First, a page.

The first phase of a massive artificial lagoon by Chile-based company Crystal Lagoons has been completed in Dubai. Crystal Lagoons

In Dubai, the unwritten rule is: If it doesn’t exist in its natural form, dig, scrape or shape it until you have an amusement park-style copycat of -- or improvement on -- the real thing.

Soon, that rule will apply to a large manmade lagoon that has the same clarity as a swimming pool: In other words, a lake that nature might have formed if it had a board of directors.

As Dubai has made the leap from desert backwater to glittering metropolis, the Persian Gulf emirate has accrued some of the most prodigious and over-the-top works of modern engineering on Earth. To lure outsiders to a seemingly uninhabitable swath of Arabian sand required creating desirable amenities from scratch, including comfortable climates, on a micro scale. Along the way, Dubai has elevated the concept of the artificial environment to a new level.

There have been complications in this remastering of nature, including staggering energy shortages and tourists swimming amid raw sewage, but Dubai remains undaunted in its quest to become one of the world’s most cutting-edge luxury destinations.

The city’s latest venture is a colossal, artificial lagoon, fed from brackish groundwater, that stretches across nearly 90 acres of desert. The huge water feature, which has a surface area equivalent to some 330 Olympic swimming pools, is the mainstay of a $7.1 billion development project in Mohammed Bin Rashid City, in the heart of Dubai, and, when complete, will be the largest manmade lagoon of its kind in the world. The first phase has been completed, and the full 90-acre project is expected to be done by 2020.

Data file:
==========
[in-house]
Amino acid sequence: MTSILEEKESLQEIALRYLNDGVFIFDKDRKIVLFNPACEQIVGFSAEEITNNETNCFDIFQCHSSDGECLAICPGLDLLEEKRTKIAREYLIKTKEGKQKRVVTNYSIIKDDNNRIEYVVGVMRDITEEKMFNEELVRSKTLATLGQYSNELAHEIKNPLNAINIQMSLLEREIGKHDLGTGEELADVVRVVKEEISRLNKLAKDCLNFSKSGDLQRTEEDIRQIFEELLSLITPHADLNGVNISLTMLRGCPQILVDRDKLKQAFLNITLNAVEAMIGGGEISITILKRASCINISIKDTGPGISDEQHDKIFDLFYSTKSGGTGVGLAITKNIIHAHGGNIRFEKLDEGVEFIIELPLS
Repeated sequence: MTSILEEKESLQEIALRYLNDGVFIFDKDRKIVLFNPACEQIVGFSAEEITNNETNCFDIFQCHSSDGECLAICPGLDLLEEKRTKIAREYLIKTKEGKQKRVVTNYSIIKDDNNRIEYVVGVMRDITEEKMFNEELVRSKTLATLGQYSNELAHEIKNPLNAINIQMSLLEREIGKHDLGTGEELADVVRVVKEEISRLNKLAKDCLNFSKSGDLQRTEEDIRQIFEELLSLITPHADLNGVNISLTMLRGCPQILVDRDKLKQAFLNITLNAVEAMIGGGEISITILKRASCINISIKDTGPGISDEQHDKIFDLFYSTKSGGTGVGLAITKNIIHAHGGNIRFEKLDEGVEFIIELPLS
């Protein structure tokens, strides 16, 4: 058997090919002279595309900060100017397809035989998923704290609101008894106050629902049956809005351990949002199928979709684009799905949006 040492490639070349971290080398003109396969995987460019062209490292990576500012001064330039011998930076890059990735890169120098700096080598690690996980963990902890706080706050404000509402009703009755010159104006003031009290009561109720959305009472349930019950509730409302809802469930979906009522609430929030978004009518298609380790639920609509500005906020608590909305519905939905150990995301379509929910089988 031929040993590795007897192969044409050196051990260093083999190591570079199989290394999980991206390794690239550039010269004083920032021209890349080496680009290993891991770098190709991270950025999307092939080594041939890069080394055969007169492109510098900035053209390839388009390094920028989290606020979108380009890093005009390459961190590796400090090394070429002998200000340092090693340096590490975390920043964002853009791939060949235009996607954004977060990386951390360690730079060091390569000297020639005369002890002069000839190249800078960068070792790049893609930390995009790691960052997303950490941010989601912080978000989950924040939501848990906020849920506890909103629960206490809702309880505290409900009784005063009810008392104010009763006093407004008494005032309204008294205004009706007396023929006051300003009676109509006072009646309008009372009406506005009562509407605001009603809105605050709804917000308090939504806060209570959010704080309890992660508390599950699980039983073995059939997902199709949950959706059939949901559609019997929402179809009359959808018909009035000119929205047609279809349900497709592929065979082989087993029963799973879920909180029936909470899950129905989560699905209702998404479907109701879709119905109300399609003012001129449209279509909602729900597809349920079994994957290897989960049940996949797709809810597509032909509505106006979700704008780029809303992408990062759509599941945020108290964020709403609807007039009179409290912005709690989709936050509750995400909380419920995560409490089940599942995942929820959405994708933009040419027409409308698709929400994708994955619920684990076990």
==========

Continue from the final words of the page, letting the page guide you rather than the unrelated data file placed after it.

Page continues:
The company behind Dubai’s latest indulgence is Chile-based Crystal Lagoons, whose artificial lagoons have cropped up across Latin America and the Middle East and have just begun to make their way into the U.S. market. The concept is that beachfront property can be created that includes the uncomplicated comfort of a massive swimming pool -- but with fewer chemical additives, on a scale that enables residents and tourists to enjoy water sports like kayaking and even sailing.

The resort at San Alfonso del Mar in Chile. Crystal Lagoons

Not surprisingly, developers say the revenue potential is huge; promoting their projects is part of their job. But others in the industry say such carefully regulated manmade water features do hold the potential to be the next big thing in residential development, much as golf courses once were.

“Developers are getting more sophisticated in how to deploy this as a business tool,” Kevin Morgan, chief executive of Crystal Lagoons’ U.S. subsidiary, Crystal Lagoons USA Inc., told International Business Times.

Crystal Lagoons’ enormous water projects have made headlines before for their dramatic appearance. Since it completed its first large lagoon project in Chile 17 years ago, Crystal Lagoons has worked on dozens of similar projects and has hundreds more in various stages of development, including one for a planned community in Florida called Tradition Florida where groundwater will be used to fill the lagoon. The latest Crystal Lagoon opened this year at a resort in Cabo San Lucas, Mexico.